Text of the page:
"Journalism is the business of mastering information," said Sarah Cohen, the new Knight Professor of the Practice of Journalism and Public Policy at the DeWitt Wallace Center for Media and Democracy. Cohen should know she's an expert in ferreting out critical information from complex databases and massive public records.
Before coming to Duke, she was database editor at the Washington Post for 10 years, where she won a Pulitzer Prize for Investigative Reporting, a Goldsmith Award for Investigative Reporting and a Robert F. Kennedy Journalism Award. In all three cases, she used her skill with numbers and databases, as well as good old-fashioned reporting, to explore ways in which government programs or the legal system were being abused at the expense of children or the poor.
Cohen gained experience in gleaning information from numbers in her first job at the Bureau of Labor Statistics, where she landed after earning a degree in economics from UNC-Chapel Hill.
A class in journalism whetted her appetite and led her to journalism school at the University of Maryland. As a newspaper reporter for the St. Petersburg Times, the Tampa Tribune, and ultimately the Post, her economics background quickly distinguished her from the pack. "When I went into reporting, I didn't know that everybody didn't know how to use a spreadsheet," she said.
As one of the few who did, she became the go-to person for stories where reporters needed to extract and analyze information from sprawling databases.
Her new position at Duke gives Cohen the chance to be the go-to person for investigative reporters all over the state and even the country.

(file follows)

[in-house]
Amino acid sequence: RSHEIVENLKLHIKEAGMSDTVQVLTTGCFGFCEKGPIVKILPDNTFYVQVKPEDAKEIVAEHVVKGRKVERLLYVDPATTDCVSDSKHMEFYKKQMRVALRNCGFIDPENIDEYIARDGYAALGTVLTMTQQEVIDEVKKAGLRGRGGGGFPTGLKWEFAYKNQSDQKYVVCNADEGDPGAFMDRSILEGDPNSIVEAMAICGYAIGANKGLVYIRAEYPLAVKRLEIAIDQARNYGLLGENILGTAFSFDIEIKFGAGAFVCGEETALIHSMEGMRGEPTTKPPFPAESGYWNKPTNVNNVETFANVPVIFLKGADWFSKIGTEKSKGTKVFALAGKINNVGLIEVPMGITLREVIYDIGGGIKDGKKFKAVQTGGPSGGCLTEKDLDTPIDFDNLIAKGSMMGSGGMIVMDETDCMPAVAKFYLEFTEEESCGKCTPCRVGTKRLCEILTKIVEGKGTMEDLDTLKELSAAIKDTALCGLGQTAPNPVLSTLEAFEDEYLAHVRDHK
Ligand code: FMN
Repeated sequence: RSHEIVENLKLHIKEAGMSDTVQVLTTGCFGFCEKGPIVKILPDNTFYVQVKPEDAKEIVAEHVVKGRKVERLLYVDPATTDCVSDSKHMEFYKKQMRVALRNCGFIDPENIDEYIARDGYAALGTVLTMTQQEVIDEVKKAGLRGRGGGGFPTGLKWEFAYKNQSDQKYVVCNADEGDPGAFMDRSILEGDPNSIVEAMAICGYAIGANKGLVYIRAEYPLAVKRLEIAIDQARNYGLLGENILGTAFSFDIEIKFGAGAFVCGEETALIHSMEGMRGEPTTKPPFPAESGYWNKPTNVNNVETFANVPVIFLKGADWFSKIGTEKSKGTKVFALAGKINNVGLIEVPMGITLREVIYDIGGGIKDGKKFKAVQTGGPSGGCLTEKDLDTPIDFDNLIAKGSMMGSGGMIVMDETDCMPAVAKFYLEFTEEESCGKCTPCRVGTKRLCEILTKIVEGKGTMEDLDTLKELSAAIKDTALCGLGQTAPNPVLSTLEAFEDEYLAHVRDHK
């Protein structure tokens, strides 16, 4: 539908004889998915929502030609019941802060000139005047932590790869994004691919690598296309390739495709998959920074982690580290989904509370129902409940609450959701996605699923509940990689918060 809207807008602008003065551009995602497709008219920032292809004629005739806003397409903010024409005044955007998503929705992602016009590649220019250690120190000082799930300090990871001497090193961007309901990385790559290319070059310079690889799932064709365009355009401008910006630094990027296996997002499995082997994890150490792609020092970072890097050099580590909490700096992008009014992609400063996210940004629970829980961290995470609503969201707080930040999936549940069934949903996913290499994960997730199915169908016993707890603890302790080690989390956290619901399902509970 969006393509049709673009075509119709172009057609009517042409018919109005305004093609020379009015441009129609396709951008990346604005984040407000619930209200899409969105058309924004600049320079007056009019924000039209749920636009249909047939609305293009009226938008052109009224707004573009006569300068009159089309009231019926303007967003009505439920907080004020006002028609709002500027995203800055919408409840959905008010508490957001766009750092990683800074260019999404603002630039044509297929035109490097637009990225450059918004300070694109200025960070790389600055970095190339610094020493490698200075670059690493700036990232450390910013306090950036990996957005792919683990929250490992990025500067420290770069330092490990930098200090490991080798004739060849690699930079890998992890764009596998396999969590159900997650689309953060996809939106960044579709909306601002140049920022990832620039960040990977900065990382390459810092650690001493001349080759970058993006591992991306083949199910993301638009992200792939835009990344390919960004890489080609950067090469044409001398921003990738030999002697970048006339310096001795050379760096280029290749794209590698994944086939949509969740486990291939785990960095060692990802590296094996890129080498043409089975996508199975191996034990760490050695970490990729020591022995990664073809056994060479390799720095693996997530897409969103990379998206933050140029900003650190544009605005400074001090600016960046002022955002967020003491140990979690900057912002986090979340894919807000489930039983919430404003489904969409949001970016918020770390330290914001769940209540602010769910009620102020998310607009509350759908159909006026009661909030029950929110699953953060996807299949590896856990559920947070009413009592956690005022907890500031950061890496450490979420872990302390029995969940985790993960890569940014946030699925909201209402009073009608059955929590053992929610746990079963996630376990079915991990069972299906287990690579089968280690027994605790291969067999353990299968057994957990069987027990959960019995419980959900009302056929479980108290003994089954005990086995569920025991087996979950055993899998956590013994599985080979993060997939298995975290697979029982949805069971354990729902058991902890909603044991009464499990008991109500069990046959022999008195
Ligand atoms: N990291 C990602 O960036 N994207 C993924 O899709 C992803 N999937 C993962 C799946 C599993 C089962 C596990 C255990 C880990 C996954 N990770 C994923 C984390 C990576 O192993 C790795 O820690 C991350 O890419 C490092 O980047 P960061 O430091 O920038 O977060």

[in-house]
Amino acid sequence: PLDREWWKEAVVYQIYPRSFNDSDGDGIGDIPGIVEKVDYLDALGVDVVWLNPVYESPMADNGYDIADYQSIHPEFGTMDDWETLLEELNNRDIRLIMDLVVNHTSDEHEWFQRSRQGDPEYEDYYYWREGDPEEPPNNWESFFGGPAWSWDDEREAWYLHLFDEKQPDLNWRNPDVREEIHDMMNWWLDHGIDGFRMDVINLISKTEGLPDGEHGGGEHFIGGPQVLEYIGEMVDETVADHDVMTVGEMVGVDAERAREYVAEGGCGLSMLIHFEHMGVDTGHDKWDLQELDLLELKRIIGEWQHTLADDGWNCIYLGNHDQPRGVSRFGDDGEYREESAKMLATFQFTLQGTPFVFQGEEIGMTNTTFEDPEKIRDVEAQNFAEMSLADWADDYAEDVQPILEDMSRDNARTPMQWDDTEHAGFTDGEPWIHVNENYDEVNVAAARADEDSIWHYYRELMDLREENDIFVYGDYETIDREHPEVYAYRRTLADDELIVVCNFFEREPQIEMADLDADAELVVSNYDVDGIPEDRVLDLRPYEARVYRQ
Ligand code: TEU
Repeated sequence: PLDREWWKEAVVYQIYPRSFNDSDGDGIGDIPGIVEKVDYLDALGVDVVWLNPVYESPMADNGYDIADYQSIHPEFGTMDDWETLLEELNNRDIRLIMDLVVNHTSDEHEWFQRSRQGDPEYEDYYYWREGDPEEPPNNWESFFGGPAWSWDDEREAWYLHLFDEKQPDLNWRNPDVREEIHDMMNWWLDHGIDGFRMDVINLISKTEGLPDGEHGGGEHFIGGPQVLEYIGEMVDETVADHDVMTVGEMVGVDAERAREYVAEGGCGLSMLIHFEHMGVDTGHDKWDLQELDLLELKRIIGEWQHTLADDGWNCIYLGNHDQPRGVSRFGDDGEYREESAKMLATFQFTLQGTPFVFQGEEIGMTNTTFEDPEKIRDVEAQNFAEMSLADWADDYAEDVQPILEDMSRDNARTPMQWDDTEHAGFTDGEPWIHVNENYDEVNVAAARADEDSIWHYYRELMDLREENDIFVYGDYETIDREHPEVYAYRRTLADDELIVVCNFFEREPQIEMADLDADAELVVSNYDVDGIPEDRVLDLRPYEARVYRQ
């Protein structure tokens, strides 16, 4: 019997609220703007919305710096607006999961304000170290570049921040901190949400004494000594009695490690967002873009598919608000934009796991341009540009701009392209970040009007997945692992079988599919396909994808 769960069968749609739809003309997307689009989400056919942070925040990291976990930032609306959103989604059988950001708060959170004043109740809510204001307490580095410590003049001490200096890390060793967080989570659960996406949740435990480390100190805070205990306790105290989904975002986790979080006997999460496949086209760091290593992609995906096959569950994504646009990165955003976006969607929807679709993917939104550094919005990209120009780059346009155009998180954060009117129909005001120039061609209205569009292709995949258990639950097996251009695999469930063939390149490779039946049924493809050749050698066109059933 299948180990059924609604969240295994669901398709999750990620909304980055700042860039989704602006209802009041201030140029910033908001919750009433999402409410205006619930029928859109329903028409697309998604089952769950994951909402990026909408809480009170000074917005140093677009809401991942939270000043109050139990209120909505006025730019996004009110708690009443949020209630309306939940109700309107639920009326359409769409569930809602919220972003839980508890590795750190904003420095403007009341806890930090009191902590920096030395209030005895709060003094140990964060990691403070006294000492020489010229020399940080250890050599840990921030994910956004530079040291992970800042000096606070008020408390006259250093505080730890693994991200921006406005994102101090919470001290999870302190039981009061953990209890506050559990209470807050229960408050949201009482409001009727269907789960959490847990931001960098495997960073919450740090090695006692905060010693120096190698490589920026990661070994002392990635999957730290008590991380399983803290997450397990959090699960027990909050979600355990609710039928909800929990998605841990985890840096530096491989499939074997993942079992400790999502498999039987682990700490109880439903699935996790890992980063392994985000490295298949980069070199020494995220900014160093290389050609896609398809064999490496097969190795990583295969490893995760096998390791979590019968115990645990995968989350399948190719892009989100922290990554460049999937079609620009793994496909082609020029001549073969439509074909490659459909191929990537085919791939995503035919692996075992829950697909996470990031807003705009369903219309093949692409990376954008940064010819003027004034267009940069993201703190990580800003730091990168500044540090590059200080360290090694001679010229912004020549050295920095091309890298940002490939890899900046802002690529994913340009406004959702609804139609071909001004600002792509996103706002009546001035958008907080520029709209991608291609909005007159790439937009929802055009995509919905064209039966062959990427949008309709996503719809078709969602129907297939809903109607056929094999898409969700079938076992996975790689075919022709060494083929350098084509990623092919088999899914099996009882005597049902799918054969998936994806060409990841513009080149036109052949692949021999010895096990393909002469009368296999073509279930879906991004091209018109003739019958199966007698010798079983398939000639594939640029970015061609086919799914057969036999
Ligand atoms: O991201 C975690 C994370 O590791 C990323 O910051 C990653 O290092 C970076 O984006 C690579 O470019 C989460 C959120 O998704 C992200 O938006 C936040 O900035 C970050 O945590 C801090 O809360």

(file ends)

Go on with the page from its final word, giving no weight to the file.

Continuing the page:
"Rather than having a specialist in each newsroom, how can we develop tools to take away some of the most difficult and tedious parts of watchdog reporting?" she said.
For example, Cohen said, reporters could benefit from software that could build a chronology, search through handwritten documents or transcribe video or audio tapes. She noted that sick-leave forms for government employees are invariably handwritten, and that many government meetings are available only via video or audio.
"There's a lot of software out there that works well enough, but it's too hard to use, or too expensive. Reporters need to be able to turn on a browser and use it," she said. "We're trying to figure out what's out there and adapt it to the needs of reporters."
In addition, Cohen plans to wade through vast databases and shed light on what's there for state and local reporters. For example, the federal government is providing reams of data at www.recovery.gov about how stimulus money is being allocated and used, but the amount of information can make finding a particular set of facts time-consuming.
"I won't be pushing story ideas, but I'll help reporters with data," she said.
Cohen's experience as an investigative journalist makes her a trustworthy and credible source for reporters. And, as a professor of practice, she'll continue to add to her experience by writing stories for the Washington Post and local papers. "If you're working on developing tools for accountability reporting, you have to do accountability reporting," she said.
Cohen's love of reporting is so deep, she said, "I had no interest in ever leaving the Post." But she decided she couldn't pass up the opportunity to be a part of an academic center dedicated to supporting the role of investigative reporting in a democracy.
James Hamilton, director of the DeWitt Wallace Center for Media and Democracy, said he is thrilled she did so. "Sarah's work as a Pulitzer Prize-winning reporter, deep experience as a trainer of investigative reporters, and expertise in data and analytics give her a unique set of skills," Hamilton said. "When she accepted the Knight Chair here, I got emails and calls from many people letting me know how fortunate we are a sentiment I share."